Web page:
This all begs the question of why distressed homes sold via auction are selling faster, attracting more buyer competition and ultimately achieving better price execution relative to seller reserve than distressed homes sold on the retail market.
Auctions outperform the MLS when it comes to distressed sales for a deceptively simple reason: the inherently distressed condition of these homes tends to attract cash buyers and deter retail buyers who are using financing. This reality forces distressed property sellers into a disposition decision tree that typically ends with auction as the optimal sales method.
The inherently distressed condition of most distressed properties means that many don’t qualify for traditional financing options available to retail buyers. This gives the seller a choice to either sell as-is to a cash buyer or to renovate the property into financeable condition so it can be sold to a retail buyer.
If the property is sold as-is on the MLS, it likely won’t attract optimal competition from cash buyers because most cash buyers are looking elsewhere (i.e. at auction) to find deals. A survey of Auction.com buyers in April found that only 12 percent of buyers selected the MLS as their preferred property acquisition method compared to 61 percent who selected online REO auctions as their preferred property acquisition method.
Furthermore, the few cash buyers who are mining the MLS for deals are accustomed to getting a discount when they acquire properties through that channel. This is evident from an analysis of public record sales data from ATTOM Data Solutions, which shows all-cash homebuyers in 2019 purchased for 10 percent below estimated market value on average while homebuyers using financing purchased for 3 percent above market value on average. The analysis excluded cash buyers purchasing at foreclosure sale.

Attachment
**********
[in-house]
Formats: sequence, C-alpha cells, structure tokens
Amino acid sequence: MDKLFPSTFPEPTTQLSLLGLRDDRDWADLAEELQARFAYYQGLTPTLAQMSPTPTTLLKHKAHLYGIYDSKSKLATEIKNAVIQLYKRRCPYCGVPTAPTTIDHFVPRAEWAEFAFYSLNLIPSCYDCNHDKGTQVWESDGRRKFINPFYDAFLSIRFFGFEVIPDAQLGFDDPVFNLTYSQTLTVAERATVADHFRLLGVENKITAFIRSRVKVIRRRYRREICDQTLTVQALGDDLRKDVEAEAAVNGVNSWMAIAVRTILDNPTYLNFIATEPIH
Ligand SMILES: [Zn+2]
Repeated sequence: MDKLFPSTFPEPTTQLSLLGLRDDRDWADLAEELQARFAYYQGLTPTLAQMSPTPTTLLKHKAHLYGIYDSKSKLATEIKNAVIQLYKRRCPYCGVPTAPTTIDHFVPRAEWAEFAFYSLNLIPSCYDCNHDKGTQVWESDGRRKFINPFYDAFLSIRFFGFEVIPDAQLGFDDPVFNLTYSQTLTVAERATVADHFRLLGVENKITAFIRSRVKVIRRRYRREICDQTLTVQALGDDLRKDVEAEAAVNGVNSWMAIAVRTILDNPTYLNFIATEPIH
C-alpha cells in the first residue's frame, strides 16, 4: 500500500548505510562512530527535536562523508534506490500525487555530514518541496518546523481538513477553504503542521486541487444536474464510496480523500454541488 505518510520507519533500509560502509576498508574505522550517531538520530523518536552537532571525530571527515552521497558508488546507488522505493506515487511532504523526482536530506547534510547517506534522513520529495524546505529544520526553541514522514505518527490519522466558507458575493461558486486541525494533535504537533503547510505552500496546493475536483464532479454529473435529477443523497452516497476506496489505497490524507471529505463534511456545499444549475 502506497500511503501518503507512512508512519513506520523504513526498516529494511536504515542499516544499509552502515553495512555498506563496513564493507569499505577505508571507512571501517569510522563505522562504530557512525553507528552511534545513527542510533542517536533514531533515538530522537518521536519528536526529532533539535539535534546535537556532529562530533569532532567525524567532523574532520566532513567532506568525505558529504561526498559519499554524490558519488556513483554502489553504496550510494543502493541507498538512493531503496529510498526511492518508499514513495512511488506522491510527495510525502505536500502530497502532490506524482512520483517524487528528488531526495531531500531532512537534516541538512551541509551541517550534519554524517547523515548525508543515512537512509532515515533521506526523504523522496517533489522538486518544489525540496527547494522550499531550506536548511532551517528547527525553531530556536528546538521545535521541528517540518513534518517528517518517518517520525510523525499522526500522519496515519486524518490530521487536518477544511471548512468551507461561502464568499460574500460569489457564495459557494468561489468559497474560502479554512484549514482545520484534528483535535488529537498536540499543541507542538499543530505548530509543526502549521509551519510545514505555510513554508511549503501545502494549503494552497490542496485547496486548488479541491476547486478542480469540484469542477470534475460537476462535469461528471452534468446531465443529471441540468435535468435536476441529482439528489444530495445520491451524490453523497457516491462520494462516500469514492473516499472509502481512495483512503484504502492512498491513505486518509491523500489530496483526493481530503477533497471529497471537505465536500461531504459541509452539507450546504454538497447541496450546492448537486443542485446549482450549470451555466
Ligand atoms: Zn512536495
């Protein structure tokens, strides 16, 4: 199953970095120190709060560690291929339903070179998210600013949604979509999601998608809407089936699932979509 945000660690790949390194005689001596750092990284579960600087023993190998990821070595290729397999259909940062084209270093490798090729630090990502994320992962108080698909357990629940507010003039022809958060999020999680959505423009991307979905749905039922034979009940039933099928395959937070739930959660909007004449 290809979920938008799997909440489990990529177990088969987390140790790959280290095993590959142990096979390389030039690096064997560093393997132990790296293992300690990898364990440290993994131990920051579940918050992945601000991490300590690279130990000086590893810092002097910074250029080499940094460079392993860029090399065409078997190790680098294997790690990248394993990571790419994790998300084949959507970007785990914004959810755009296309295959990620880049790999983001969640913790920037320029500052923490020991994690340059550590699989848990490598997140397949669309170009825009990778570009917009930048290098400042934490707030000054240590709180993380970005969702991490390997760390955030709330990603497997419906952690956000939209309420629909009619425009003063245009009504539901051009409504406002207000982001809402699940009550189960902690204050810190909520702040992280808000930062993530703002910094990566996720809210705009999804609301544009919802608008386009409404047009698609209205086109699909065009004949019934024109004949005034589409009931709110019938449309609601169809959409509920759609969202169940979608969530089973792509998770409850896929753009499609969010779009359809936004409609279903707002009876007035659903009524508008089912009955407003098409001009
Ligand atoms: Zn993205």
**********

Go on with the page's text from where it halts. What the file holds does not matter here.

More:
On the other hand, if a distressed property is renovated into financeable condition before it is resold, the seller (rather than a cash-buying real estate investor) takes on the risk of holding and renovating the property — betting that the renovations will ultimately help the property sell at a higher price point. It’s clear from the aforementioned price-to-credit bid ratios that this additional risk and renovation cost do little to improve price execution and can even harm price execution.
Higher Owner-Occupancy Rates
Many mortgage servicers are admirably committed to promoting neighborhood stabilization through their distressed disposition strategy. Renovating and reselling to retail buyers — who are more likely to be owner-occupants than the cash-buying real estate investors — may seem like the best disposition strategy for promoting neighborhood stabilization.
But it turns out that is often not the case.
An Auction.com analysis of more than 165,000 properties brought to foreclosure auction in 2018 and 2019 found that REO properties resold on the MLS were less likely to be owner-occupied a year after the foreclosure auction than properties that sold to third-party buyers at the foreclosure auction. According to the analysis, 69 percent of properties sold to third-party buyers at the foreclosure auction (typically cash-buying investors) were owner-occupied within a year, compared to a 46 percent owner-occupancy rate for properties that reverted to REO at the foreclosure auction and then were subsequently resold on the MLS.
This analysis implies that cash-buying real estate investors are better than mortgage servicers at efficiently getting formerly distressed homes into the hands of owner-occupants.
Building Wealth Locally
Given that the majority of foreclosure auction buyers are small, often local, real estate investors — a February 2020 Auction.com buyer survey found that 76 percent of buyers purchased five or fewer properties in 2019 — selling at the foreclosure auction has the added neighborhood stabilization benefit of providing a wealth-building opportunity for local entrepreneurs who will likely invest back into the community.
“I’m looking for a way to make homes more affordable because I’ve seen these homes become more out of reach for many,” said Michael Johnston, owner of New Orleans-based Rehab2Home Properties, which buys and rehabs distressed homes, many located in low-income Opportunity Zones. Johnston grew up in the area and wants to give back to the community while building wealth. “I used to ride my bicycle through the neighborhood. … I am all for helping my community, but I can’t do it for free.”
Johnston is primarily employing the hold-as-rental investing strategy for homes located in Opportunity Zones, given that the program requires investors to hold properties for at least 10 years to receive the full tax benefit.
“If you’re willing to buy a property and hold it for 10 years or more, then the capital gains tax you would pay on a sale would actually disappear,” Johnston said, adding that he believes the neighborhoods he’s investing in could see more rapid appreciation over the next decade as a result of being designated as Opportunity Zones. “If I build (and rehab) enough homes in these areas, and other people join in, what could happen in 10 years? We’ll see.”